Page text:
Euro zone faces QE2 pain test
QE2 — a second round of quantitative easing — means that soon the U.S., Japan and Britain will all be busily exporting their deflation, raising the question: Just how much pain can the euro zone take?
If by November we have three of the largest economies printing money and buying up their own debt, the outcome — in fact the intention — will be to drive their currencies lower against their trading partners, opening new international markets for their goods and, by raising the price of imported goods, fighting deflation before its debilitating psychology can take hold.
That is the plan, at any rate, and, unless something else happens, it will force the euro up against all major currencies, including, as it is tied to the dollar, the Chinese yuan. The euro has risen about 9.5 percent against the dollar in the past month, a trend that ultimately will murder European exporters and its stock market.
For reasons of history, society and sheer cussedness, the European Central Bank does not seem inclined to join in, though as usual there is dissension.
Speaking in New York on Tuesday ECB President Jean-Claude Trichet said that the ECB’s own version of QE, buying bonds of euro zone weak links and other liquidity support, will continue as planned at least until the end of the year, at which point, “We will see.” In contrast governing council member Axel Weber, speaking in the same city on the same day, pointedly called for an end to special measures immediately, saying the risks do not justify the benefits.
Forcing Europe to absorb more of the global deflation is really nothing more than a “back at ya” by the U.S. and others. Europe, in deciding to cling to its currency union and impose austerity on its weaker members, was doing exactly the same thing; exporting deflation, both in terms of a weaker euro and through the desperate actions of Greek and Irish residents who will consume less and must export more.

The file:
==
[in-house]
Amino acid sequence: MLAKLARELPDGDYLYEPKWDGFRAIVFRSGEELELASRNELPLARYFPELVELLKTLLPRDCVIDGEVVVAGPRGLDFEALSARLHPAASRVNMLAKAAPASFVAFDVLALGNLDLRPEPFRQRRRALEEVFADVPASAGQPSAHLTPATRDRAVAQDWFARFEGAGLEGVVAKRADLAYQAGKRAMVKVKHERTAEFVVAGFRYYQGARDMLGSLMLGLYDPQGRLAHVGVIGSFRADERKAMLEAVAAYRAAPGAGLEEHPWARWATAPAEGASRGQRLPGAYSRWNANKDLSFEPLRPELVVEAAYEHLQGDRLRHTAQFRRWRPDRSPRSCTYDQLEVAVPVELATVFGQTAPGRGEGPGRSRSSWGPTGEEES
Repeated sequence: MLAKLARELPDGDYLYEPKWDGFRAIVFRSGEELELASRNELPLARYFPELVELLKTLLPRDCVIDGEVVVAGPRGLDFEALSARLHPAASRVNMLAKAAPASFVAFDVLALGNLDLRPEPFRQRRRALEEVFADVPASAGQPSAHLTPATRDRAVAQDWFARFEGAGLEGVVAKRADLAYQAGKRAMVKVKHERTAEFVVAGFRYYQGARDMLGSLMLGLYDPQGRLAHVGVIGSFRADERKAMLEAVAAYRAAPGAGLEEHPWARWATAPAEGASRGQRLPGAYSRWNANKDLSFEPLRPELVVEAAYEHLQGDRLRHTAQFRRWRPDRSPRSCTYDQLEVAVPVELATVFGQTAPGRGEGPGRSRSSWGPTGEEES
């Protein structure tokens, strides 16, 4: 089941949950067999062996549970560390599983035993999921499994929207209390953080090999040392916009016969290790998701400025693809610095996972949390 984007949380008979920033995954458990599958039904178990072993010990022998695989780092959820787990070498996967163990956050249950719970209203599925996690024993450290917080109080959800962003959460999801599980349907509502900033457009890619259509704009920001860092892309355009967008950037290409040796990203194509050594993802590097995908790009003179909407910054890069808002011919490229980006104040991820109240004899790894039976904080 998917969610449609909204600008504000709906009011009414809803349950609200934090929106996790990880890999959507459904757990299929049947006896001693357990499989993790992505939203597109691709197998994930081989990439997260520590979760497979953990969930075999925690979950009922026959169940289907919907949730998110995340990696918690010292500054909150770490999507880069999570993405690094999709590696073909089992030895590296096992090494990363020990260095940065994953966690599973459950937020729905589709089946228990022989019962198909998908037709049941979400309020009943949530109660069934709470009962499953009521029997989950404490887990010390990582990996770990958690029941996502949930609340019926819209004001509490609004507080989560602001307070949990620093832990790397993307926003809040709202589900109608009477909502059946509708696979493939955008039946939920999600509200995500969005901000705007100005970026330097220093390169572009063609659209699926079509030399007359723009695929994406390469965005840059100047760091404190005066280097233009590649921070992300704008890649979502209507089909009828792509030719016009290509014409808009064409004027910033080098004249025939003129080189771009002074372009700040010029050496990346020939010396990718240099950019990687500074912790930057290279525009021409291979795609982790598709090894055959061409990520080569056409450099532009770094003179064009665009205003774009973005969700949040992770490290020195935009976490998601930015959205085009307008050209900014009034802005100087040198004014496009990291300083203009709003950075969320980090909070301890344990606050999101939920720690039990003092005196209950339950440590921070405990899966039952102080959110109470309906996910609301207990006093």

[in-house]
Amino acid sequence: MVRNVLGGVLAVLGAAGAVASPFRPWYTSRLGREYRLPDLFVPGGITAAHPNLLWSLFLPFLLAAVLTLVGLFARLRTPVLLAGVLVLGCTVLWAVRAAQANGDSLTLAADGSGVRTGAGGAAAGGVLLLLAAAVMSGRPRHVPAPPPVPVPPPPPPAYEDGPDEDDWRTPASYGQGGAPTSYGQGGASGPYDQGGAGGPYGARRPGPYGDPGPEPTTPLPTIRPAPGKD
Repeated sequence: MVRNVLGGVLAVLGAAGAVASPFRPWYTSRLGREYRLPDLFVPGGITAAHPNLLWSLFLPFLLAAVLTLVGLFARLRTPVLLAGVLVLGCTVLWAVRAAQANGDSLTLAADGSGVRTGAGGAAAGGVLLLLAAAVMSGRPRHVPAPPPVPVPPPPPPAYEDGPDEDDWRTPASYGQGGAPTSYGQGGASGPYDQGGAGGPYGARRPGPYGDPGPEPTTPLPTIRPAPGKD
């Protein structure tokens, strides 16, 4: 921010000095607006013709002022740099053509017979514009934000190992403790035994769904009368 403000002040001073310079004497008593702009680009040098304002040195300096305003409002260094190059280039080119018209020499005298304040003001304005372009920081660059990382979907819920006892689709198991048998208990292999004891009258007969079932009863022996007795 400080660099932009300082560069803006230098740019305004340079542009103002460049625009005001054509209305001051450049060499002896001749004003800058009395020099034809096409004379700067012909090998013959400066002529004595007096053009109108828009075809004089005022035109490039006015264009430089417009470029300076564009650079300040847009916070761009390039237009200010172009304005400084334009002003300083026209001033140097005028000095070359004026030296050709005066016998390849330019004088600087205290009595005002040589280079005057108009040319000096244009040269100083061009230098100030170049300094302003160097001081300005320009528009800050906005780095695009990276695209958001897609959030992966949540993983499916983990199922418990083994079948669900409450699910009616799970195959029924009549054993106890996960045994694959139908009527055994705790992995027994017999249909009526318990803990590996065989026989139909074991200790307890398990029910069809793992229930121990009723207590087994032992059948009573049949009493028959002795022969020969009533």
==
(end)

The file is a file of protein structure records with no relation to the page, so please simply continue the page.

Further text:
So, why won’t Europe simply power up its own printing presses and join the currency debasing party? In part it is a matter of history; the old Bundesbank horror, bred in the bone, of the inflation that devastated Weimar Germany.
Economist Michala Marcussen of Societe Generale also argues, convincingly, that Europe’s more generous social welfare net makes periods of slow growth and high unemployment easier to bear. It is a contrast that while raising the retirement age brings Europeans into the streets in their millions, it is in the U.S. that people flock to Wal-Mart at midnight on the eve of the first day of the month, filling their shopping carts with food and baby formula as they wait for government benefit credits to hit their accounts.
BREAK IN EMERGENCY
So, the Federal Reserve, the Bank of Japan and quite possibly the Bank of England will all print money and buy their own bonds, while the European Central Bank will, as it has in the past, wait until it is forced by events to make radical moves.
While this means that European stock markets will at best underperform and at worst plummet, there is one sector that may be an unintended beneficiary: banks. European banks are far less well capitalized than their global peers and will be hit badly by the imposition of new capital guidelines under the latest Basel agreement. While more robust capital makes sense in the long run, in the here and now it will hit growth, so expect implementation to be about as fast as the revaluation of the yuan.
As for the Federal Reserve, it is important to note that, as it did when it bought up mortgage bonds, it is sailing into waters dangerous to its independence. QE2 will work in large part because it will weaken the dollar, but managing the dollar is not the Federal Reserve’s job, it is a trust belonging to the Treasury.
In the end, it may be the fate of Greece, Ireland, Portugal and Spain which forces the ECB’s hand, as the desire to keep the euro together outweighs the fear of buying groceries with wheelbarrows full of cash. Remember that an appreciating euro and the deflation it will bring make the debts of the weak peripheral nations that much harder to bear. At the same time, a Germany that is suffering as its economy rolls over as global trade slows and its relative competitiveness suffers will be less willing politically to support the project.
Faced with this, expect the ECB to ultimately join the QE2 party, perhaps under the cover of the end-of-year holidays and amidst a major sell-off in shares and peripheral euro zone debt.